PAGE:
Alice Sebold’s The Lovely Bones is an exquisitely moving and globally popular novel – one I remember reading in one sitting as a teenager.
It was later adapted into a film and now, insightfully directed by Melly Still, the unique coming-of-age tale has been transformed by Bryony Lavery into an onstage sensory masterpiece.
It tells the story of Susie Salmon (Charlotte Beaumont), who’s just like any teenage girl but with one big difference – Susie is dead.
She is murdered by a neighbour, Mr Harvey (Nicholas Khan), and watches the aftermath of her death unravel from heaven, tormented by her inability to intervene and guide those left behind to her killer.
We observe as her family manages their grief. Her dad (Jack Sandle) becomes obsessed with catching the perpetrator. Her mum (Catrin Aaron) is distracting herself from her grief and questioning her own existence. Her sister Lindsey (Fanta Barrie) is navigating her way through adolescence and the experiences Susie will never have.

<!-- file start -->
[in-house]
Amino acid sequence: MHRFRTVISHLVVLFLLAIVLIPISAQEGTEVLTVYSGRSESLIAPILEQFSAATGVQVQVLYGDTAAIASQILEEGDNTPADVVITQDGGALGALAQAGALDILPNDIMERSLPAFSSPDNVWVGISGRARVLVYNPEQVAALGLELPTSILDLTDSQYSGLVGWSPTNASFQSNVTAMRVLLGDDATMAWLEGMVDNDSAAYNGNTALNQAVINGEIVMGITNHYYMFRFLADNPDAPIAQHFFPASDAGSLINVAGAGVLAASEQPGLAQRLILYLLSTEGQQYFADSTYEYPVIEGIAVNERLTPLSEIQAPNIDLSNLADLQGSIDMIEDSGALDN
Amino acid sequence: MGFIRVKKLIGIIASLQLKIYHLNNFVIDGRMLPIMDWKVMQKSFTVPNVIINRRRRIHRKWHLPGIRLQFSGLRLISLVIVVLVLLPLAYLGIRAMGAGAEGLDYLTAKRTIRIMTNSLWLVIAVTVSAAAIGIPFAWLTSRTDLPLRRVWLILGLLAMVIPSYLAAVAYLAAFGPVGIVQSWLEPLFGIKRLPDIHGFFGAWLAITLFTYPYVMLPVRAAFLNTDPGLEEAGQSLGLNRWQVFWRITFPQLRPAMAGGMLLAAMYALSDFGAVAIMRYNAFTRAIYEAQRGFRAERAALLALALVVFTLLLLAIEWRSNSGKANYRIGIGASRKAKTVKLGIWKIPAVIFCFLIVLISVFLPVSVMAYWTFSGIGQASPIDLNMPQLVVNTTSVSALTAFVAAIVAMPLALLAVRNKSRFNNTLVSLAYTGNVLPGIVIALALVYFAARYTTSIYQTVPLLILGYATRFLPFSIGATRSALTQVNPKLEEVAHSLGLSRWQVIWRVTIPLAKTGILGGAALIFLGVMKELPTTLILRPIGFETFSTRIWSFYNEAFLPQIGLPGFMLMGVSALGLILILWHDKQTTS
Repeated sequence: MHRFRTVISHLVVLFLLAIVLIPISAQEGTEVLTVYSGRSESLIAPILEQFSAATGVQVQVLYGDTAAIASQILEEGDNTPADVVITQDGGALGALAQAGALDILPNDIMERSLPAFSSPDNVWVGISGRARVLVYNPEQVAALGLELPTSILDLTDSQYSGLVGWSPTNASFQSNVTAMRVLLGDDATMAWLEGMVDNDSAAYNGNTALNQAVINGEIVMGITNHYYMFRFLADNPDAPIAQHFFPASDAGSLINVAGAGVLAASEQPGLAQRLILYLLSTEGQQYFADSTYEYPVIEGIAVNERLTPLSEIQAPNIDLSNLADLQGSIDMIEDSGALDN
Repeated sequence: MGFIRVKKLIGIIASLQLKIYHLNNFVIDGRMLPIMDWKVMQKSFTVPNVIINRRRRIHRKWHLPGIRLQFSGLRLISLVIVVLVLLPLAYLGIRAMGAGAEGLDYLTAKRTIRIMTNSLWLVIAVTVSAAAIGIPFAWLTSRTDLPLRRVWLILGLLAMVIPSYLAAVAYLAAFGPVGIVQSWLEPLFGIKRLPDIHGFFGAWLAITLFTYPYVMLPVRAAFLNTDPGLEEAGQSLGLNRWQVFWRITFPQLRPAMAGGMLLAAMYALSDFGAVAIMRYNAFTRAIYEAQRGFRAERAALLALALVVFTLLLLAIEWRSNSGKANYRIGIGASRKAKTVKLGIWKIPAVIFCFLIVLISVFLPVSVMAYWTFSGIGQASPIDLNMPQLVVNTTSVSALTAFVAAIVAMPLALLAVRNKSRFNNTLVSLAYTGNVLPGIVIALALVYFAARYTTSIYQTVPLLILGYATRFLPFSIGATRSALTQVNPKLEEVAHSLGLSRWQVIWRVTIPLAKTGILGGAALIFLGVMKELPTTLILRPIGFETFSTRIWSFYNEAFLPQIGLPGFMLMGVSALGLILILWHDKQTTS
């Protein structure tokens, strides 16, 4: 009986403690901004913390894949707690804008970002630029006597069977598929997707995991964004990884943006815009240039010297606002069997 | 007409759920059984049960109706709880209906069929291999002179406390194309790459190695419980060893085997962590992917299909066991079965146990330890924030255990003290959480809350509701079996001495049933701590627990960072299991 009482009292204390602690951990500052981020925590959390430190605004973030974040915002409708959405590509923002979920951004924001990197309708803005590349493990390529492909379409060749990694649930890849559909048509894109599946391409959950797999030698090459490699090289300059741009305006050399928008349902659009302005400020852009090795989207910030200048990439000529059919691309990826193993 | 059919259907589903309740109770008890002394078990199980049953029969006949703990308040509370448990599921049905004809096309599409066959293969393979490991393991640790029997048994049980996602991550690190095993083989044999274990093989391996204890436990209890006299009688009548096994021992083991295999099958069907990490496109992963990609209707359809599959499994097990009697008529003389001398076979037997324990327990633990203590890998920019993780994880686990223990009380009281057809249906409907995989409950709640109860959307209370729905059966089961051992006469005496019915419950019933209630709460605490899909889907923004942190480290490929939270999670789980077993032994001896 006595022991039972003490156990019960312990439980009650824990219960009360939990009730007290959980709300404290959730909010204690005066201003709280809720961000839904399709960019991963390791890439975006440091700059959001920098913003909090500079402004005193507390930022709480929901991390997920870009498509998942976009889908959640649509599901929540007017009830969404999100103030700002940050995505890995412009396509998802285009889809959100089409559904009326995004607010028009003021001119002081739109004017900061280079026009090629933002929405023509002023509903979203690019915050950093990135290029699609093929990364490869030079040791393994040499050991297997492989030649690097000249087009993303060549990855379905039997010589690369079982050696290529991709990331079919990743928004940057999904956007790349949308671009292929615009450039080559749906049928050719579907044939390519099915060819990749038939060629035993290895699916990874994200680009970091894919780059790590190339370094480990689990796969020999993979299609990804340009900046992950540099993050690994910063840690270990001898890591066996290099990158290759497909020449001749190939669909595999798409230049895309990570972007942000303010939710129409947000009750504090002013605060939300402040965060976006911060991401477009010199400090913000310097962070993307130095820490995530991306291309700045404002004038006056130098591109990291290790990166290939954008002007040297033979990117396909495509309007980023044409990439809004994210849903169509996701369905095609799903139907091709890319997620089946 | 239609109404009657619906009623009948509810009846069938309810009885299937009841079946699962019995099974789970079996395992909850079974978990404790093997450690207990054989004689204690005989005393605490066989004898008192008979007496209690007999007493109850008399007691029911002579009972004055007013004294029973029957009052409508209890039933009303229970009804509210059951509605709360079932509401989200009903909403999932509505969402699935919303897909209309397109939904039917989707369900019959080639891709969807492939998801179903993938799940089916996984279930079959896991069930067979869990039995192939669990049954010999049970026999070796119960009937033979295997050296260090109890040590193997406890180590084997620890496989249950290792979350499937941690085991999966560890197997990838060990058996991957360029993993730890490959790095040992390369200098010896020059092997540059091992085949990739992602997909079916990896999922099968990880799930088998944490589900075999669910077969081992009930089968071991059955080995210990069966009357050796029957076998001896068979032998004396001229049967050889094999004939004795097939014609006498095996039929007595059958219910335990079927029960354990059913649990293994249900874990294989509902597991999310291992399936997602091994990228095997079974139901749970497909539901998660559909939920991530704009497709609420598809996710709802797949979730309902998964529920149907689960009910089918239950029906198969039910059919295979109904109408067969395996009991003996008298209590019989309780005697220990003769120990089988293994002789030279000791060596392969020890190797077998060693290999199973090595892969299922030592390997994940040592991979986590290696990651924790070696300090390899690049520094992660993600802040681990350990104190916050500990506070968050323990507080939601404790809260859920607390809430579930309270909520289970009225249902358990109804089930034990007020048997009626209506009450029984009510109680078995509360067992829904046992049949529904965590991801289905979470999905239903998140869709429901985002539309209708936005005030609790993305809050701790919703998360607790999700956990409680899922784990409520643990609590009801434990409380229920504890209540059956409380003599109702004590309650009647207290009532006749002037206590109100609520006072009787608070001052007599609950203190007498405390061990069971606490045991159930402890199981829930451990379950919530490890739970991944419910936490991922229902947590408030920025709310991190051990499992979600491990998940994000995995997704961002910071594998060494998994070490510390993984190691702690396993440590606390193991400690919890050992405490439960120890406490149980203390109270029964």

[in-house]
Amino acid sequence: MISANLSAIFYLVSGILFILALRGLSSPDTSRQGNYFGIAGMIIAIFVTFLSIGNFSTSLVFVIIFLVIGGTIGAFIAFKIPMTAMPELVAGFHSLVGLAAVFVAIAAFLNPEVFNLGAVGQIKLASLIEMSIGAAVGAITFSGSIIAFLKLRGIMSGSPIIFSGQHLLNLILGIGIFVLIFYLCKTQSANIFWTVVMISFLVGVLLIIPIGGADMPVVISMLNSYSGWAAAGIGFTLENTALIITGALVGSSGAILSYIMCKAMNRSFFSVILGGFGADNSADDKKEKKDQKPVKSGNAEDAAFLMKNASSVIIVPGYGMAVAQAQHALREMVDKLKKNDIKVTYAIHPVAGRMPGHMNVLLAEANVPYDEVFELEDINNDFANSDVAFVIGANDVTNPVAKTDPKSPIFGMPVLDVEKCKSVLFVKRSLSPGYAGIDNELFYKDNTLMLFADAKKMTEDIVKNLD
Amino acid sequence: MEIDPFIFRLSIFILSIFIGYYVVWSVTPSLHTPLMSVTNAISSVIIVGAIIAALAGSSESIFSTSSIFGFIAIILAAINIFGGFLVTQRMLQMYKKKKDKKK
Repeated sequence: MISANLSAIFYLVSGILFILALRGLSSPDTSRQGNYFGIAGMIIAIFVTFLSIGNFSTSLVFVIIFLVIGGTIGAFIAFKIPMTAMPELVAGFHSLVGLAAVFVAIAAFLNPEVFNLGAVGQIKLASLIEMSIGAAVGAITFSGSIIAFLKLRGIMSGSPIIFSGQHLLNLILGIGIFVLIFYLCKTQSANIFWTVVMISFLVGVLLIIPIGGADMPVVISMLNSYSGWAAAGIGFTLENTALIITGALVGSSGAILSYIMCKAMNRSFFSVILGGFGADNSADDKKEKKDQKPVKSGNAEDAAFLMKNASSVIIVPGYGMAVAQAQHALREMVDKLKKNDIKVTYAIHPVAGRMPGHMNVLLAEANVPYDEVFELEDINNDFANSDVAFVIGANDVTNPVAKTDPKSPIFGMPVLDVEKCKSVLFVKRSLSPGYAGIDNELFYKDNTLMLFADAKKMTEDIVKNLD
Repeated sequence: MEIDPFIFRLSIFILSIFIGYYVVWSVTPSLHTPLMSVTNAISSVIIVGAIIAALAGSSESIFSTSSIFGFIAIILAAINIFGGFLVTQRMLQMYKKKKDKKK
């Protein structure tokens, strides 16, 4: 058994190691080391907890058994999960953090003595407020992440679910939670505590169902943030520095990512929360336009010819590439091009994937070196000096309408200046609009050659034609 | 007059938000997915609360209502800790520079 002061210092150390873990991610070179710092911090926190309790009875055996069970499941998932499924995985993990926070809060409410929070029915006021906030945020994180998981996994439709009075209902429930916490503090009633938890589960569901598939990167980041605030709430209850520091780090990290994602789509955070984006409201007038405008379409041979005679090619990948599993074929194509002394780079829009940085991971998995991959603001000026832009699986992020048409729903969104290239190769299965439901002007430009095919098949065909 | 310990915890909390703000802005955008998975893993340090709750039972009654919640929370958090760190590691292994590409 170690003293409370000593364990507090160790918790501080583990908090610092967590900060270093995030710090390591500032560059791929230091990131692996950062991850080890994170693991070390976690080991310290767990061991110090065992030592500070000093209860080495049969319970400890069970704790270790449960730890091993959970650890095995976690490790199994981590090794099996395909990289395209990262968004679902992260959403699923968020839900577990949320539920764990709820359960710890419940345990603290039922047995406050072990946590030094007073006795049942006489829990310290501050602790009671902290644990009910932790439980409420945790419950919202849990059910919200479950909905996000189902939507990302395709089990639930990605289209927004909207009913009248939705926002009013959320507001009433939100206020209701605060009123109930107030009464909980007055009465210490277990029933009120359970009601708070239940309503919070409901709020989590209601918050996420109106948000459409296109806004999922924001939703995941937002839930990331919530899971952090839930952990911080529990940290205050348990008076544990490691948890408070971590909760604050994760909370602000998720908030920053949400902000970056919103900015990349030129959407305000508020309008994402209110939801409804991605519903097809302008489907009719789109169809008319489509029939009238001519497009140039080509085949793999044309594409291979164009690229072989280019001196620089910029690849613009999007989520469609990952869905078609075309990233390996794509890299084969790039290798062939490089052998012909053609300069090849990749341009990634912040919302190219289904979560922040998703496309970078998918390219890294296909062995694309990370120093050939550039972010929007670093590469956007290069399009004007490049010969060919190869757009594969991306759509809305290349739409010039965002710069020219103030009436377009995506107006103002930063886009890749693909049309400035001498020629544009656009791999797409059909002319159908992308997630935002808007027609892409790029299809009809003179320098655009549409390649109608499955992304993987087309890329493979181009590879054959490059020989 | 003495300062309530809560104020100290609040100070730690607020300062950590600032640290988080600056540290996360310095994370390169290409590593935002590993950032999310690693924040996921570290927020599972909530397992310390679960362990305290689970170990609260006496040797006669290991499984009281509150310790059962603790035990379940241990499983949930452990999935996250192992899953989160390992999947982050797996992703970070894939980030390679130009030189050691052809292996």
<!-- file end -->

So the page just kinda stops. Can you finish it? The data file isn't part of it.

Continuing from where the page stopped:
We watch as the case unfolds, sharing Susie’s frustration and heartache and laughing with her as she uses humour to manage her isolation and futility.
The piece is sensitively and dynamically performed throughout, with the actors working in perfect harmony. Beaumont masterfully holds everything together and plays Susie’s tragedy with such truth.
Credit must also be given to the actors performing multiple roles; the transitions between the characters are seamless, you would hardly notice it is the same actor on stage.
The movement is beautifully choreographed to depict moments of horror and intimacy and the set and dramatic use of lighting is awe-inspiring – it needs to be experienced to be appreciated.
The production is tied together by a soundtrack combining’ 70s classics with original music to create a truly gut-wrenching and uplifting theatrical experience.
Until November 30.